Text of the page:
February 4, 2018 at 6:23 pm | Posted in 2017 | Leave a comment
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◊ ◊ ½

Within the first few minutes, I had a clear sense of what this movie was going to be. It starts with Comanches massacring a homesteading family. The screen fades to black and we get the single word “Hostiles,” which fades until only the “I” remains. Just in case it isn’t clear yet that this is a film about how everyone is a hostile (including you and I), the first scene after the title is of white soldiers terrorizing an Apache family. From there, the film moves at a languid pace, interspersed with sudden moments of violence, as it tells the story of a group of soldiers commanded to take a Native American family home, so that the chief can die. They are led by Captain Blocker (Christian Bale), who has killed countless Native Americans and (of course) hates them all with a passion. The film hasn’t really started yet, but we can all see where this is going. Over the long course of 135 minutes, there will be some measure of suffering and redemption for virtually everyone. This is a strong cast, including Wes Studi, Rosamund Pike, Adam Beach, Rory Cochrane, Jesse Plemmons, Jonathan Majors, and Timotheé Chalamet. They all do a good job of being grim, broken, and determined. Few other emotions are required. That said, I was particularly impressed by Rory Cochrane (“Dazed and Confused,” “Empire Records”). I have mostly considered him a comic actor, but his haunted Sgt Metz was particularly effective. The film unfolds over the stunning Montana landscape and director Scott Cooper (“Crazy Heart,” “Black Mass”) pulls out every stunning “Dances With Wolves” shot he can think of. And, in the end, that’s its biggest problem; there was really nothing new here. Every image shown, every idea explored, has all been done in other films. There is nothing wrong with this story. It just isn’t an original one. On top of that, the final scene was just a little too pat and easy. I’m not sure that much redemption had been earned. This wasn’t a bad film. It just felt like something I would have been impressed by a couple of decades ago.

Star Wars: The Last Jedi

December 18, 2017 at 5:22 pm | Posted in 2017 | Leave a comment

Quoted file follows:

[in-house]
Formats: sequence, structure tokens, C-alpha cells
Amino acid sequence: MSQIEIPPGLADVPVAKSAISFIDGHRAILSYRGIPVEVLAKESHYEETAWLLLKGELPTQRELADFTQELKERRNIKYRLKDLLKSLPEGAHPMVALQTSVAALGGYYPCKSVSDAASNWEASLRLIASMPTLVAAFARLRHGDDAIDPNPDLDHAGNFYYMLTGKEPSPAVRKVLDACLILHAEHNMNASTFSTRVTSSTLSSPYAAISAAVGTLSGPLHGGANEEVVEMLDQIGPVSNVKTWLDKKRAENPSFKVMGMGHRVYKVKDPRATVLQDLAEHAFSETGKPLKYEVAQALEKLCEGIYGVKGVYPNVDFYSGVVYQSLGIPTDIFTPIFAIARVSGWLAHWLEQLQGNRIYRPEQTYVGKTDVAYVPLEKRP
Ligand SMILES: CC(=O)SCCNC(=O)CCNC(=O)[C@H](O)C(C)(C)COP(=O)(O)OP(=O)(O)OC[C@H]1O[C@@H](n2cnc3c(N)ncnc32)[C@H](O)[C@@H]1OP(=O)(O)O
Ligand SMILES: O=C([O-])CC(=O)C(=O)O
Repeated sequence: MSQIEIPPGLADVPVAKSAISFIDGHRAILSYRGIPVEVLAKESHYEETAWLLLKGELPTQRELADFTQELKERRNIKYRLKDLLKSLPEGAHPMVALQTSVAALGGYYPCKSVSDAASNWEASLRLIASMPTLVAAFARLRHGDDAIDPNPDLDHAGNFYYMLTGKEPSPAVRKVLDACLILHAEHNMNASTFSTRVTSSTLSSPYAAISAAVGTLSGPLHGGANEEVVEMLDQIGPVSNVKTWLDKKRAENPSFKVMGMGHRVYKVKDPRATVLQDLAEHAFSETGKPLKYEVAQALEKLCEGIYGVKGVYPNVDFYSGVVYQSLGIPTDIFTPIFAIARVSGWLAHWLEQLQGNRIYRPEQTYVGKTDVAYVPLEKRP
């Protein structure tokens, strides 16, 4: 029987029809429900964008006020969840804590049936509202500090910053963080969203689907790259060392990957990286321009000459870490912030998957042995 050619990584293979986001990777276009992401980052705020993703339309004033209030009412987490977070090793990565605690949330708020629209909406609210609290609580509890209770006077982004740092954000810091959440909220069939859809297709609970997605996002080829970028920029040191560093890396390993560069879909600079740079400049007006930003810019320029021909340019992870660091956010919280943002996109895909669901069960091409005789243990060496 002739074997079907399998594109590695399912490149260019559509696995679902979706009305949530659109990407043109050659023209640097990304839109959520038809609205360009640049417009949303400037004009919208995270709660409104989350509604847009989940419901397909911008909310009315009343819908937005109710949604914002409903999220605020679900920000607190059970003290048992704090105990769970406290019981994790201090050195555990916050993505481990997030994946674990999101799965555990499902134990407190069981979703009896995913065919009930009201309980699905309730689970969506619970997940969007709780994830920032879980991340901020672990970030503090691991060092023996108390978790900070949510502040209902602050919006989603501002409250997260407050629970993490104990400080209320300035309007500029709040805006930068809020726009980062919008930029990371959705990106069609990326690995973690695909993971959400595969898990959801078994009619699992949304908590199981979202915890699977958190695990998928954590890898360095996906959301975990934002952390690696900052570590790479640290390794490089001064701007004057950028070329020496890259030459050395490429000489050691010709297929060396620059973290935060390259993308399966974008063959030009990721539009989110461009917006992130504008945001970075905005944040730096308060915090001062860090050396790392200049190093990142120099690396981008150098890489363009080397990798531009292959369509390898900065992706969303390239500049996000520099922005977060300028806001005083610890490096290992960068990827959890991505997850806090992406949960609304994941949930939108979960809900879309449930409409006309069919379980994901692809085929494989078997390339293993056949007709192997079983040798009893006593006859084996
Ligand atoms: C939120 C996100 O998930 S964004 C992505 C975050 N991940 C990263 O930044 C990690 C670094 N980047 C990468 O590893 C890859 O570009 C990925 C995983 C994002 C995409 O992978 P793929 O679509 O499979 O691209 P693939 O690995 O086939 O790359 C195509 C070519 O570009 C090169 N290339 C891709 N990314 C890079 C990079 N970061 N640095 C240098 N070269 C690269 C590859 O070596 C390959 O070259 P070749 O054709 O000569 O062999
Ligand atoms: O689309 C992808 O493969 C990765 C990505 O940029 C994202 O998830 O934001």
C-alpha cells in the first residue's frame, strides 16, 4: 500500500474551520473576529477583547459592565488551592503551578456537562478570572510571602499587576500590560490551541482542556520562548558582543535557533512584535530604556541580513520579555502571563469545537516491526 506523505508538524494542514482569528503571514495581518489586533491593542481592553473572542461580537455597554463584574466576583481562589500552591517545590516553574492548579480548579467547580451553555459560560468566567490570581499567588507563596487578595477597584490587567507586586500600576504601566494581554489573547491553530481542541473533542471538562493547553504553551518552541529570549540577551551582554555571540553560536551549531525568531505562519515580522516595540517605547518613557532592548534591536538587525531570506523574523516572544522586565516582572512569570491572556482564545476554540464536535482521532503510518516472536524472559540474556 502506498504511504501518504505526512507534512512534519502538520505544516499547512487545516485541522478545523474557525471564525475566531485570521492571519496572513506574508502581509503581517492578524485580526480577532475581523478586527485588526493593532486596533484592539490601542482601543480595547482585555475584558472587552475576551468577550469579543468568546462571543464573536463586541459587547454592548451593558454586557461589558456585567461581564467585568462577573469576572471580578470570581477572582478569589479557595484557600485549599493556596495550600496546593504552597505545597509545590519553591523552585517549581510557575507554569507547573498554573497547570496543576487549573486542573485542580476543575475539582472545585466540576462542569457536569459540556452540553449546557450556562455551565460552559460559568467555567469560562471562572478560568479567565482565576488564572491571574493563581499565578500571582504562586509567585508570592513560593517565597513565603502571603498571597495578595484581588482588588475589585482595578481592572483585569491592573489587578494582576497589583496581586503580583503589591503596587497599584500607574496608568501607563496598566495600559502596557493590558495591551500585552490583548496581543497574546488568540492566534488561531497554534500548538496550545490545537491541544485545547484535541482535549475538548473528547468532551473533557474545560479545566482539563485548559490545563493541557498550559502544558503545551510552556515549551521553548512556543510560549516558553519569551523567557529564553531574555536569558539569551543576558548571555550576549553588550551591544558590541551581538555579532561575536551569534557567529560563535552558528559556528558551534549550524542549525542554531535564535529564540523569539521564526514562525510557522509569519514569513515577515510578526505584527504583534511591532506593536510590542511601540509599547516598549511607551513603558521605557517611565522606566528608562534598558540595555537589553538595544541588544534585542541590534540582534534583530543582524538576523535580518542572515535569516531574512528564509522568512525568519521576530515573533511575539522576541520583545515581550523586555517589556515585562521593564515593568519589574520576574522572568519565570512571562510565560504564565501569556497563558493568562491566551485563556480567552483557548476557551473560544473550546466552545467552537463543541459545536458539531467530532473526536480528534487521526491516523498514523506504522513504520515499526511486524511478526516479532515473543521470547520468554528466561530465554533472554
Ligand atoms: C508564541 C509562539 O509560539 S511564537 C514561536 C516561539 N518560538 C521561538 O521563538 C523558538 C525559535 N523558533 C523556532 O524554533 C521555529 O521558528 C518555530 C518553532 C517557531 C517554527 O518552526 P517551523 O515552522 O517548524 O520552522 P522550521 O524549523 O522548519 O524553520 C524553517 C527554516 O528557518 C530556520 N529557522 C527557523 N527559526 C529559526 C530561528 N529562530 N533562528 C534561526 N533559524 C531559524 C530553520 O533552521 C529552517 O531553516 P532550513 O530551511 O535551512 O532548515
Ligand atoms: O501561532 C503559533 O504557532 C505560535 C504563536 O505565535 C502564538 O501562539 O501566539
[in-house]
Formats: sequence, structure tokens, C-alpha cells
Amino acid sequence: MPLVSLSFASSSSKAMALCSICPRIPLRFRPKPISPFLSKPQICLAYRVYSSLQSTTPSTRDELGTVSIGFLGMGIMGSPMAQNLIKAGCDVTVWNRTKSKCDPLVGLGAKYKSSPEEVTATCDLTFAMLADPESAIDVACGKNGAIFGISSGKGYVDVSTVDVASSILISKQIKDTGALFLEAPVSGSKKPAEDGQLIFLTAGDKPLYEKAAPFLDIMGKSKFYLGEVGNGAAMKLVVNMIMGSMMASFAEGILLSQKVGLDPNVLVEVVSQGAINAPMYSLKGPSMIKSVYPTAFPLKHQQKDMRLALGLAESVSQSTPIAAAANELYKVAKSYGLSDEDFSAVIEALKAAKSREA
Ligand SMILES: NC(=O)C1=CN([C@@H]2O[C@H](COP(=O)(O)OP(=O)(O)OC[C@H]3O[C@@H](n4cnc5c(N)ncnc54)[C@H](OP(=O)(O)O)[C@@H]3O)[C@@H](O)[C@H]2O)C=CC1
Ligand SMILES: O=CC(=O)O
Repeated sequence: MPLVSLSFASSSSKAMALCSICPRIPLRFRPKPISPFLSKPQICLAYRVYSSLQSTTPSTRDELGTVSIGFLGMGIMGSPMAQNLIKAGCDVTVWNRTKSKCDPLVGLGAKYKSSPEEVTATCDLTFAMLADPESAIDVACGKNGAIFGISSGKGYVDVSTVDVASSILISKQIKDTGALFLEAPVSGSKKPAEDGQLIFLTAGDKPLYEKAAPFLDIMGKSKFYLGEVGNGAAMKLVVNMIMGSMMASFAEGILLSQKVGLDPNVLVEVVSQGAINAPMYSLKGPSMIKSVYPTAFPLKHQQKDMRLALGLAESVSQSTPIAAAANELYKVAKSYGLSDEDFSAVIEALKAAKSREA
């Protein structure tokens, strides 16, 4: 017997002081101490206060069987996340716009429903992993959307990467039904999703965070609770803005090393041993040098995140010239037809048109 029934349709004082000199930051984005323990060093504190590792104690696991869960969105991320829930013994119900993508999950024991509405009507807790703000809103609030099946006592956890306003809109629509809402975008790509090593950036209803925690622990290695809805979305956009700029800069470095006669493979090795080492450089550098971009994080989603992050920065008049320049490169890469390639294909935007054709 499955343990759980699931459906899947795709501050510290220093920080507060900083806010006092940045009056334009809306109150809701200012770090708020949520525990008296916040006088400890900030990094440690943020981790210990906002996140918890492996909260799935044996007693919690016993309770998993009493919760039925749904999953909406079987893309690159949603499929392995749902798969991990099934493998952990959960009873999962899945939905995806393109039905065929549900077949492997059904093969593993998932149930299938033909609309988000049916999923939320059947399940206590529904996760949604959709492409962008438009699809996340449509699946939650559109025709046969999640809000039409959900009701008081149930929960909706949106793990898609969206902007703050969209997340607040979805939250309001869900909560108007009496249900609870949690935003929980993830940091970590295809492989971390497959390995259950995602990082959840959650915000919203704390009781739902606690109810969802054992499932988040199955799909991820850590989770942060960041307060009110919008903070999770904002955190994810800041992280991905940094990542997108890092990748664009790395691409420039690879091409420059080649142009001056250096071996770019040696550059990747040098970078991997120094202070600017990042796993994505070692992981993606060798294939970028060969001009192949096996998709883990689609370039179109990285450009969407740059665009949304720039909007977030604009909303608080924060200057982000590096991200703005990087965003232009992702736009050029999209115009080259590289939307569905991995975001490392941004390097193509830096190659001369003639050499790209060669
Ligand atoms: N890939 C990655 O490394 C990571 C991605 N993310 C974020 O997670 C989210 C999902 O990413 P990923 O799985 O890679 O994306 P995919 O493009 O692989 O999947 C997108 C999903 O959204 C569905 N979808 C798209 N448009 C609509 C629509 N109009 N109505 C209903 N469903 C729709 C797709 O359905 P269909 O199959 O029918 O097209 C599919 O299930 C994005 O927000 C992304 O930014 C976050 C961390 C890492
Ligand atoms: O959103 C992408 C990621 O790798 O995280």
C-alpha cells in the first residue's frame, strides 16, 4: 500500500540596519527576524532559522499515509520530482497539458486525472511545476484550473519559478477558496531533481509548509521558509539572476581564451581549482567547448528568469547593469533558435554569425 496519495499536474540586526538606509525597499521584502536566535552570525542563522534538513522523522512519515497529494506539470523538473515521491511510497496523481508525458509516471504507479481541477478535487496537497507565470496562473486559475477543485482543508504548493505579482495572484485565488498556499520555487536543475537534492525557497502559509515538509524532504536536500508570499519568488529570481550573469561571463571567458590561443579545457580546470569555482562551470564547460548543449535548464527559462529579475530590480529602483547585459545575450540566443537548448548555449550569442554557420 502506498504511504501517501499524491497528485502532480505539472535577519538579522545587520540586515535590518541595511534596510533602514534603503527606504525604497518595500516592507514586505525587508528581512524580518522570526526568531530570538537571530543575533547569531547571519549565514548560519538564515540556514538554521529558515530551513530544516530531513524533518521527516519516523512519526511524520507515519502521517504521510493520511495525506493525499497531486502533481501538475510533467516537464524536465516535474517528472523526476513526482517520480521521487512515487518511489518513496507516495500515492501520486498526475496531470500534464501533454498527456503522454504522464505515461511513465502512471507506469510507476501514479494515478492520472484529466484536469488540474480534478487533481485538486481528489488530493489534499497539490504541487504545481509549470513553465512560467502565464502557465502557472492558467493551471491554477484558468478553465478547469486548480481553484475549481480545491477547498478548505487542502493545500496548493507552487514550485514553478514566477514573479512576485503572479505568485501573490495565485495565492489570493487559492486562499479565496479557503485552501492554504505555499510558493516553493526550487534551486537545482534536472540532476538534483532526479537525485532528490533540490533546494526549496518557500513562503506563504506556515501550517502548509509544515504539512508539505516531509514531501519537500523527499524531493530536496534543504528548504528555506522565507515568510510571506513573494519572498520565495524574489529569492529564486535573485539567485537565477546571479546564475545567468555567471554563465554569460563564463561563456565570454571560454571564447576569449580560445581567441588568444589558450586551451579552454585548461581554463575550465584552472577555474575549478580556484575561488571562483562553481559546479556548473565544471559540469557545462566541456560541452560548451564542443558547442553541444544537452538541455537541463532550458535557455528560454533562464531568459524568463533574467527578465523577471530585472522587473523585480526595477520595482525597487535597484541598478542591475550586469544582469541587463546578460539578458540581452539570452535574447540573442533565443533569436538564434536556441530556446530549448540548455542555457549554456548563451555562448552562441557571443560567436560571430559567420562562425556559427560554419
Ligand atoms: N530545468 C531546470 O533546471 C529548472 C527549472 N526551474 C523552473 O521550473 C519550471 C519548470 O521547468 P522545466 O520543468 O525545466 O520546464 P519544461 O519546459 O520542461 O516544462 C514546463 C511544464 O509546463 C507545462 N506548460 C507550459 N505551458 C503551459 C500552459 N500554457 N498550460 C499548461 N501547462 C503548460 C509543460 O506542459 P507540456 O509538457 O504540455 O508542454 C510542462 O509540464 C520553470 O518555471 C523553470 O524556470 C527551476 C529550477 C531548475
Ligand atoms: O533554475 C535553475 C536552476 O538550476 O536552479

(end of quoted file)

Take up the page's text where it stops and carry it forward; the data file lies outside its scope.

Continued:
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Expectations are always high when it comes to “Star Wars,” and that certainly was the case here. There was a giddy eagerness in the theater the night I was there. My audience applauded the opening credits, whooped and clapped throughout. They were looking for a good time and, fortunately, they were not disappointed. This, the 9th “Star Wars” film and the 8th in the Skywalker series, is the best one in years. Darker and far more brooding than most of the films, it also shows a level of character development that the series has sorely missed until now. In Lucas’s world, there were good guys and bad guys, but little in-between. Director Rian Johnson had directed three feature-length films before this: “Brick,” “The Brothers Bloom,” and “Looper.” Anyone who has seen any of his films knows he loves complicated, morally ambivalent characters. In Lucas’s hands, a character like Luke always felt a bit one-dimensional to me. Yet, in “The Last Jedi,” we get a window into a more complex character filled with guilt, self-doubt, a bit morally simplistic and even a bit arrogant. It was great to see Hamill again, playing the only character I have ever seen him play. He has become a comfortable actor, capable of playing a far more interesting Luke than he could 35 years ago. I really liked this new version of an old character and I hope to see more of him. I also really like how the two core characters are being played. I realize one might debate that there are core characters in this rich ensemble cast. But, using the first films as a guide, it seems to me the backbone of these stories is the relationship between Rey (Daisy Ridley) and Kylo Ren (Adam Driver), much as it had been the relationship between Luke and Darth Vader. I find this relationship more interesting than the Luke/Vader one. It has more uncertainty in it, with Kylo Ren as a far more conflicted villain than Vader ever was. I am very interested to see his character arc. I was also really pleased with the screen time General Leia was given. This final role was a fitting tribute to Carrie Fisher. Johnson also filled the film with all the things one would expect: beautiful planets, interesting aliens, a few battles and chase scenes, all the good stuff. He also had the requisite cute/funny aliens but, mercifully, kept them tightly contained. From start to finish, this was an entertaining ride and, more than that, it intrigued me. I genuinely want to see where these characters end up and that’s something I haven’t felt in a “Star Wars” film in a long while.